Responding to the Freedom Industries chemical spill
Contributed by Bill Howley, long-time citizen activist and author of The Power Line blog.
Very few citizens use the WV Legislature. Politicians want our participation in politics to end with voting. Corporate lobbyists know better. They work year round talking with legislators and pushing bills they want passed. Lobbyists are good at using the Legislature.
This is a User’s Guide for the average citizen in West Virginia. I have learned what I describe below over the last five years of direct citizen lobbying for specific legislation at each legislative session.
Let’s start with the tools that are available on the Internet.
You can only use these tools effectively if you understand the legislative process. We all know that bills are introduced, go through the committee process and are voted on by each house of the legislature. But it’s not quite that simple.
Bills are introduced in both the House and the Senate by individual members. These members can seek other sponsors for their bills. Multiple sponsors send a message to other members that a particular bill is supported by more than one member and already has a measure of support at the time it is introduced. The bill’s sponsors send their bill to the legislative drafting office where the bill is reviewed to make sure it is in the proper form. A bill must be given a title that clearly reflects the purpose of the bill.
Every day of the session, almost always from 11:00 a.m. to noon, both houses of the Legislature go into regular session. In these regular sessions, bills are officially introduced, read and reported on, and eventually voted on. A bill is officially introduced when it has been assigned a bill number (three digits for Senate bills and four digits for House bills) and formally introduced in a regular session. Bills are either revisions of existing laws or additions of new laws to the WV Code of statutes, the official listing of state laws.
Once a bill is introduced, the leadership of the house in which it was introduced, led by the Senate President and House Speaker, determine the committees that will have to approve the bill before it can reach the floor in that house’s regular session for a vote. If a bill is assigned to three committees (“triple referenced”) it is clear that the leadership doesn’t ever want this bill to get to the floor for a vote, because it will take much too long to get that bill to the floor for a vote. Most bills are double referenced. A bill that is being fast tracked by the leadership is assigned to only one committee so it can go right to a vote after that committee approves it.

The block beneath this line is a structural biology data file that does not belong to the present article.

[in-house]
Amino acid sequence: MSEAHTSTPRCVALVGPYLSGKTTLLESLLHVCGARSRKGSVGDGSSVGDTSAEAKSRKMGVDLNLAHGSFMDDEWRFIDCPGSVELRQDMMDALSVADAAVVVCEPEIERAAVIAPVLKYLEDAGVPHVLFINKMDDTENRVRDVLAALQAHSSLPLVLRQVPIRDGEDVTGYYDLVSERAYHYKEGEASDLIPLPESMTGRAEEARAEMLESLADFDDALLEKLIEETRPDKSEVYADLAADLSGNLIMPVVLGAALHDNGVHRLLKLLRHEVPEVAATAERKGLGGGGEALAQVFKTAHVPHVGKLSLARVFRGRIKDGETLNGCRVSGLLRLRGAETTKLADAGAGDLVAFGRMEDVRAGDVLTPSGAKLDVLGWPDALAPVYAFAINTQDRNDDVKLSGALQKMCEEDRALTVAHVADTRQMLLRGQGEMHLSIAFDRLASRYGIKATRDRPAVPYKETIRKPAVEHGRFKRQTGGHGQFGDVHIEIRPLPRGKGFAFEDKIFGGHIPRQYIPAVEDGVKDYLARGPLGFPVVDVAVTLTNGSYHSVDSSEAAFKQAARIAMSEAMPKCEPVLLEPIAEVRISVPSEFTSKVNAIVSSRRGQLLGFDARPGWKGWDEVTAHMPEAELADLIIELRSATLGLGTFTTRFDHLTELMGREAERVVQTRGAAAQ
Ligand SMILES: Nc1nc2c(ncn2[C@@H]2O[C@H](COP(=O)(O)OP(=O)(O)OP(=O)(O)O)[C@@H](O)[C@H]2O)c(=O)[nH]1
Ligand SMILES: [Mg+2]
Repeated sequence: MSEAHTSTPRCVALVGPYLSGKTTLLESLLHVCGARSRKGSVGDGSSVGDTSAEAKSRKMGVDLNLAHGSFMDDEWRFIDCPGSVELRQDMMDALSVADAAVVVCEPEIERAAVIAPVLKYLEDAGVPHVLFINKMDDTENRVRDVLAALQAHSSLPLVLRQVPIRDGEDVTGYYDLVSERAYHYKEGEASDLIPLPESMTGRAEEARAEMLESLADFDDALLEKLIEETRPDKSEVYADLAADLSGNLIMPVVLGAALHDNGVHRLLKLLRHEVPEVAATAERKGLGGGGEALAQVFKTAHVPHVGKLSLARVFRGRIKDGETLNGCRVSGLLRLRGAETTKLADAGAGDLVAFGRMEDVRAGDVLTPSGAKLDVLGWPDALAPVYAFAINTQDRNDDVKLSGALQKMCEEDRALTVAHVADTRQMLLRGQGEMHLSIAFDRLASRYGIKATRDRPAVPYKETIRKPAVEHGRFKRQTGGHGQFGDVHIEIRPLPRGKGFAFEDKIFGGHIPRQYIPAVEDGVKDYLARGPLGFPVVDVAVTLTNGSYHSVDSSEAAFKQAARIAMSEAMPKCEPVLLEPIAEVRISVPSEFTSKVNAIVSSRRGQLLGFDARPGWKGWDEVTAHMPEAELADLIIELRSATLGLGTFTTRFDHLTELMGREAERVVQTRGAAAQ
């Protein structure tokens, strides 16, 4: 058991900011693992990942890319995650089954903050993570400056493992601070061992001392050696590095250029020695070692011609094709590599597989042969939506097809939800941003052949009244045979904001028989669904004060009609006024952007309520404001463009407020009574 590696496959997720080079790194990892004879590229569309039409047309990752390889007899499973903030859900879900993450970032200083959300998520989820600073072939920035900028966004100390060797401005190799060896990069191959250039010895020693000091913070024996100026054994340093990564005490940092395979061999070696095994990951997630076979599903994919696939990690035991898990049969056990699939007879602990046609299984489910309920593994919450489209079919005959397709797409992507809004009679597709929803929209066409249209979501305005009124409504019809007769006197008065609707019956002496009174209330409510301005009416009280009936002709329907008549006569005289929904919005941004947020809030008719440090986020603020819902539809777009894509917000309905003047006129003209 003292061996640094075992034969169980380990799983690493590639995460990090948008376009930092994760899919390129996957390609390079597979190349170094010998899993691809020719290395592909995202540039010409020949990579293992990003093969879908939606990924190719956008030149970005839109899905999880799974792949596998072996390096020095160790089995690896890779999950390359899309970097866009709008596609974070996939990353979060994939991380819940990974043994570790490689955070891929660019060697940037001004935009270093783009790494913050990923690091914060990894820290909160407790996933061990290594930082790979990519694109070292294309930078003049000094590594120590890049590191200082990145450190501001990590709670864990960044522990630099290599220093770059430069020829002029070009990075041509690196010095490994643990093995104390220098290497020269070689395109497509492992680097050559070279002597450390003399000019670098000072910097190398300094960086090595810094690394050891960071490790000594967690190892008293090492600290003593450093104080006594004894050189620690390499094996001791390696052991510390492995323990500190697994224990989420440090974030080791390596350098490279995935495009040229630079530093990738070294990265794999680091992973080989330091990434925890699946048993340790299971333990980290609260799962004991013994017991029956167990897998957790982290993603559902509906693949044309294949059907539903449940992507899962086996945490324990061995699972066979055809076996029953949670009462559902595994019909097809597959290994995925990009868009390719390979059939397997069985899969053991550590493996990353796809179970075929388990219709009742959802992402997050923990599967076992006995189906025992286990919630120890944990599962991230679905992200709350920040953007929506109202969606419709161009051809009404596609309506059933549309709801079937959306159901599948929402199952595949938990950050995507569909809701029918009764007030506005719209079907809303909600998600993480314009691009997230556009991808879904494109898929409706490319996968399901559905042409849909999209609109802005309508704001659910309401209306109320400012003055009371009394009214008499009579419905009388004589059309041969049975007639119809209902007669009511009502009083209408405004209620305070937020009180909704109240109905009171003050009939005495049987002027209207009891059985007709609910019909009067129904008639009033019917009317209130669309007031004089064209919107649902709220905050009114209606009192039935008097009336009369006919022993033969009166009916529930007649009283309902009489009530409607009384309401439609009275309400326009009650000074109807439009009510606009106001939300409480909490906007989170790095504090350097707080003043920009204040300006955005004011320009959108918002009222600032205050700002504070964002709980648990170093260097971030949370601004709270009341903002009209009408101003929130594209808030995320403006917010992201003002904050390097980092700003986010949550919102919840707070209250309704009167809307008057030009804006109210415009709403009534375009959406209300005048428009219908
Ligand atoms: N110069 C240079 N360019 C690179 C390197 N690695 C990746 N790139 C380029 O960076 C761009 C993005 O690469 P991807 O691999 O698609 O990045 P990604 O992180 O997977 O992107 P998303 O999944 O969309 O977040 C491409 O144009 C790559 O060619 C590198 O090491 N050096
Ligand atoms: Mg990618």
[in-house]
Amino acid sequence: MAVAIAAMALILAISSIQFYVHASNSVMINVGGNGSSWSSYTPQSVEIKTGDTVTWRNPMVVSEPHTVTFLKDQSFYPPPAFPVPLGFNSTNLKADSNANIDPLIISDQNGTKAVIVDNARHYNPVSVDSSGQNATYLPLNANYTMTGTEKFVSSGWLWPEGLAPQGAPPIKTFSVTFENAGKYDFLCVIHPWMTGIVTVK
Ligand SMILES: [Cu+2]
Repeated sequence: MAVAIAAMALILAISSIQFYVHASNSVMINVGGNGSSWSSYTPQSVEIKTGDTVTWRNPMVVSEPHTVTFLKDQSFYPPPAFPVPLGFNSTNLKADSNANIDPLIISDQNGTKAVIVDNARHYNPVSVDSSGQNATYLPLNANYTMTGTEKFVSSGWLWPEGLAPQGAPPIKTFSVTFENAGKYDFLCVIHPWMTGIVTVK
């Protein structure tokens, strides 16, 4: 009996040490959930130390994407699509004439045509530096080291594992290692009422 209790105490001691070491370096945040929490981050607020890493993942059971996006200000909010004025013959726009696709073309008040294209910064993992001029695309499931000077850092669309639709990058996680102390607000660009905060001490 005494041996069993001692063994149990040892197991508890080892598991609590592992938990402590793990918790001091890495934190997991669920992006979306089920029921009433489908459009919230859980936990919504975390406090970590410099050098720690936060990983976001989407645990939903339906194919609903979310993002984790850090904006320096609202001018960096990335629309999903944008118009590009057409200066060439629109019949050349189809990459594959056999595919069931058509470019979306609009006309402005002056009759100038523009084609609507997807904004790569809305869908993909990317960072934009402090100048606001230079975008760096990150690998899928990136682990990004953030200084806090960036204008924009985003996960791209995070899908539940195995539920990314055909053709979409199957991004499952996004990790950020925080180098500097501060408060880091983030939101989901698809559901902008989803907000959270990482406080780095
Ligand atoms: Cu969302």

All bills, with a few exceptions, must be introduced by the 41st day of the session.
West Virginia’s legislative system is dominated by committee chairmen. Chairmen control the passage of bills because a committee cannot vote on a bill unless the chairman places the bill on his committee’s meeting agenda. So if a chairman doesn’t put your bill on his committee’s agenda, the bill will die right there in that committee. Almost all bills must be assigned last to the House or Senate Judiciary Committee before they go to the floor of the Senate or House for a vote. Any bills that have some impact on the state budget must also go through the House and Senate Finance Committees. Double or triple referenced bills always start out in another committee.
A committee chairman can also completely rewrite a bill and introduce a “committee substitute” for the bill with the same number and title. These committee substitutes can actually reverse the original intent of a bill. If a chairman does put a bill on a meeting agenda, then individual committee members can offer amendments that also make changes in the bill. Each amendment must be considered and voted on to be inserted in the bill.
Bills that come before a committee are usually introduced to the committee by the committee’s staff attorney. These attorneys have no expertise in the subject the bill and often do a very poor job of explaining the bill’s impacts to the committee. If a committee chairman knows of other experts on the bill’s subject, he can ask those experts to provide testimony and answer questions from the committee members. Once a bill is introduced in the committee meeting, the chair opens the floor for discussion and amendments. The bill, or the amended bill, is then voted on by the committee. If the bill gains a majority of the committee’s votes, it passes on to the next assigned committee. If a bill fails to win a majority, it dies.
All bills must have passed all assigned committees in their houses of origin by the 47th day of the session. Because the 2014 session started on January 8, this year’s deadline for bills to be out of committee is February 23.